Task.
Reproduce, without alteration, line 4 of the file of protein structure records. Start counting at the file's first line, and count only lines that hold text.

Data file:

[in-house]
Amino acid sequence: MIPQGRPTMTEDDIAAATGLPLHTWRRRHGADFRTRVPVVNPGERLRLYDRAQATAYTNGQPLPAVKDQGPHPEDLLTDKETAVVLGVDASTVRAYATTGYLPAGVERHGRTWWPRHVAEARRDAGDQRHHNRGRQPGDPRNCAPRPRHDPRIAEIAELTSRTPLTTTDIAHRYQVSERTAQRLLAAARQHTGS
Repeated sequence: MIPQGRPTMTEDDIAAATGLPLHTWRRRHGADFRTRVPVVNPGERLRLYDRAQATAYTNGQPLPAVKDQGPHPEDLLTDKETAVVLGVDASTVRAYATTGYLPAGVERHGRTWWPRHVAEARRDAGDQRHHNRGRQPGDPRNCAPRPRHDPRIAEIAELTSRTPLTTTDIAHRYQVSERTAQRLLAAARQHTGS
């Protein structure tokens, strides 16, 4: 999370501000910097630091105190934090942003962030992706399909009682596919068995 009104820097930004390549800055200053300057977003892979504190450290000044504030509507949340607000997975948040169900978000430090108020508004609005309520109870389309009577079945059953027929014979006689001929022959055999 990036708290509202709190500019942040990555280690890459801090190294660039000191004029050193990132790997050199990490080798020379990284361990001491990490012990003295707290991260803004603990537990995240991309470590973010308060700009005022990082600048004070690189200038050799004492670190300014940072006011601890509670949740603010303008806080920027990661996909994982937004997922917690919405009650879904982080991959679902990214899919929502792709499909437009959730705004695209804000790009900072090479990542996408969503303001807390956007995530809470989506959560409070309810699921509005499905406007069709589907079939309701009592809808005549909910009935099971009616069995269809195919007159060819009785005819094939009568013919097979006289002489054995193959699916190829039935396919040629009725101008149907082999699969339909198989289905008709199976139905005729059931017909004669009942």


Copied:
């Protein structure tokens, strides 16, 4: 999370501000910097630091105190934090942003962030992706399909009682596919068995 009104820097930004390549800055200053300057977003892979504190450290000044504030509507949340607000997975948040169900978000430090108020508004609005309520109870389309009577079945059953027929014979006689001929022959055999 990036708290509202709190500019942040990555280690890459801090190294660039000191004029050193990132790997050199990490080798020379990284361990001491990490012990003295707290991260803004603990537990995240991309470590973010308060700009005022990082600048004070690189200038050799004492670190300014940072006011601890509670949740603010303008806080920027990661996909994982937004997922917690919405009650879904982080991959679902990214899919929502792709499909437009959730705004695209804000790009900072090479990542996408969503303001807390956007995530809470989506959560409070309810699921509005499905406007069709589907079939309701009592809808005549909910009935099971009616069995269809195919007159060819009785005819094939009568013919097979006289002489054995193959699916190829039935396919040629009725101008149907082999699969339909198989289905008709199976139905005729059931017909004669009942």